The Marlboro College Board of Trustees is avoiding responding to a generous offer to review possible futures for the school besides their avowed only option: closing the college and giving the entire school endowment ($30 million) and campus ($10 million) to Emerson College.
Will Wootton, who made the offer of the review — to be completed in just 11 days — at the recent special trustee meeting, is uniquely qualified to determine whether other options exist. He is a Marlboro College alumnus, was a senior-level administrator at Marlboro College for 19 years under two college presidents, is the former president of tiny Sterling College, and recently wrote a book about administration of very small colleges.
If the Board of Trustees really believes, as they have repeatedly stated, that they have considered "all possibilities," and closing the school and what they call the "Emerson Alliance" is the only remaining option, then why on earth have they refused to respond to his offer with a simple "yes" or "no"?
What are the trustees afraid of? After all, Wootton has clearly stated that if he and his team conclude that a viable plan that keeps Marlboro College open does not exist, he will publicly state so. The process will be quick — just 11 days — and will not jeopardize any ongoing discussions. The trustees have nothing to lose if they are indeed right and he agrees. And if Wootton should report on a viable plan that preserves the Marlboro College in Vermont, isn't that what everyone, including the trustees, wants?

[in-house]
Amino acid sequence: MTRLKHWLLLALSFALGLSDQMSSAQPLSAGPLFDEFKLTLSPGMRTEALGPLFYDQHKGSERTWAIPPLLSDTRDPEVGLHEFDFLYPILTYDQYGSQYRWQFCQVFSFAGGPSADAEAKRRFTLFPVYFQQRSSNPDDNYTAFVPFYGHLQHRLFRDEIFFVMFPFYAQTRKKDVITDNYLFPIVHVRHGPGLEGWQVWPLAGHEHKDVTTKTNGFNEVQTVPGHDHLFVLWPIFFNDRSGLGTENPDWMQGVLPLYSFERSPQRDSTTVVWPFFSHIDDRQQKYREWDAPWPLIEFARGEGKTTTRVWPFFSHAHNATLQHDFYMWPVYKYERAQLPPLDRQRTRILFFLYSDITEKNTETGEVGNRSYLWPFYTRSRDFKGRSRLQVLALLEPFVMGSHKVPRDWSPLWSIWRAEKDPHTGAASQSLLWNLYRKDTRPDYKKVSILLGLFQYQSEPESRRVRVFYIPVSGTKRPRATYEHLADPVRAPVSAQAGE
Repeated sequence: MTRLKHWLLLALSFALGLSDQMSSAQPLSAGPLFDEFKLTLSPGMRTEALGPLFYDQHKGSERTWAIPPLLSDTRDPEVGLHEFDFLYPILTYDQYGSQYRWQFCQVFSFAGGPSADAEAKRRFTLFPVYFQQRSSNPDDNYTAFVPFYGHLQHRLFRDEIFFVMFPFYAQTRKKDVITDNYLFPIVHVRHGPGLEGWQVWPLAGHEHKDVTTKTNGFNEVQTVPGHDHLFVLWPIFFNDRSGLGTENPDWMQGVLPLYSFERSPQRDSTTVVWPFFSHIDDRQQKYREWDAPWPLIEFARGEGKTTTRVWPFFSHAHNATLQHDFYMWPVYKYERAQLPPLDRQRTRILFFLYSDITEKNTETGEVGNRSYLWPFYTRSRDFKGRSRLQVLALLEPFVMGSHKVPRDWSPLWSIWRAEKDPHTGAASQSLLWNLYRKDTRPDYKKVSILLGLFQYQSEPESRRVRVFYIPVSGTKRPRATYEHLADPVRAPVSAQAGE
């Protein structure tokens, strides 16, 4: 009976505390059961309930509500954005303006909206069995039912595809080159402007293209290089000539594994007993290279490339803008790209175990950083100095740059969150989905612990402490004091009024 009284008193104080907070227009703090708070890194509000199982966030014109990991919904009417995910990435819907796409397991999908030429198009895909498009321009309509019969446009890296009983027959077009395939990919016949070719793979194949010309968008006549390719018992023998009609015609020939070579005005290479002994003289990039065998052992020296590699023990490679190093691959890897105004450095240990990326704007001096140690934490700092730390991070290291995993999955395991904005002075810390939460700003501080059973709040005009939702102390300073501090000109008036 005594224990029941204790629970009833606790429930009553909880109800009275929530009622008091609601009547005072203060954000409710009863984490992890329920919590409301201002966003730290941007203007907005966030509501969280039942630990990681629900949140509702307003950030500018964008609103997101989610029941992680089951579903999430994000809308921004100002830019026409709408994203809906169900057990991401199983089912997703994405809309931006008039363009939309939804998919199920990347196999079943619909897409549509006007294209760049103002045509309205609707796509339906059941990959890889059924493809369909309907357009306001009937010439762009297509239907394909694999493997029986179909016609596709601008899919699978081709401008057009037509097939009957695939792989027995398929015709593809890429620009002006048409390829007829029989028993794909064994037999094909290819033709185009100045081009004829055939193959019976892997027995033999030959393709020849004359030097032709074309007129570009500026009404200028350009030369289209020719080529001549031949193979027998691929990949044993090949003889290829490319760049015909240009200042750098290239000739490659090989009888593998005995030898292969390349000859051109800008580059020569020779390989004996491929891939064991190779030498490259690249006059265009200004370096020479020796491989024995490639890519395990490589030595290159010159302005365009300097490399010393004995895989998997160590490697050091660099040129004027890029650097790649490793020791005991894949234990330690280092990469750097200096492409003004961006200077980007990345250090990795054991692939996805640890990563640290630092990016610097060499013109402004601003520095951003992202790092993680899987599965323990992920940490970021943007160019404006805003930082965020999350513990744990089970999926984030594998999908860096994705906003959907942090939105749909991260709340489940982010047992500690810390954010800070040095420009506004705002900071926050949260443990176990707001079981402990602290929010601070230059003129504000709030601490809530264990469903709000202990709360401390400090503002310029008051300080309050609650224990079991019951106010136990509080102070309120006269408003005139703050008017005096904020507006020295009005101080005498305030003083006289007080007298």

Privately, the trustees are apparently ready to accept Will's offer. In a December 18 communication to alumna Becca Boyden, the Chairman of the Board of Trustees Dick Saudek wrote: "We'll see if Will or anyone else can come up with a plan that's financially sound and passes muster with our accreditors."
Publicly, the trustees have deceptively characterized the Wootton offer as a request "to share data used in making the decision." However, they know full well that the data they have provided to date — the majority of which is already publicly available — is totally inadequate for carrying out the kind of analysis Wootton would need to perform.
There is no honest rationale for the Marlboro College trustees, who are ethically bound to do their best for the institution, to decline Wootton's pro-bono offer. We ask them to publicly and promptly accept it.
Adrian Segar, a resident of Marlboro, taught at Marlboro College for 10 years. He is the author of a number of books, including "Conferences That Work: Creating Events That People Love" and "The Power of Participation: Creating Conferences That Deliver Learning, Connection, Engagement, and Action." He can be contacted at email@example.com. The opinions expressed by columnists do not necessarily reflect the views of the Brattleboro Reformer.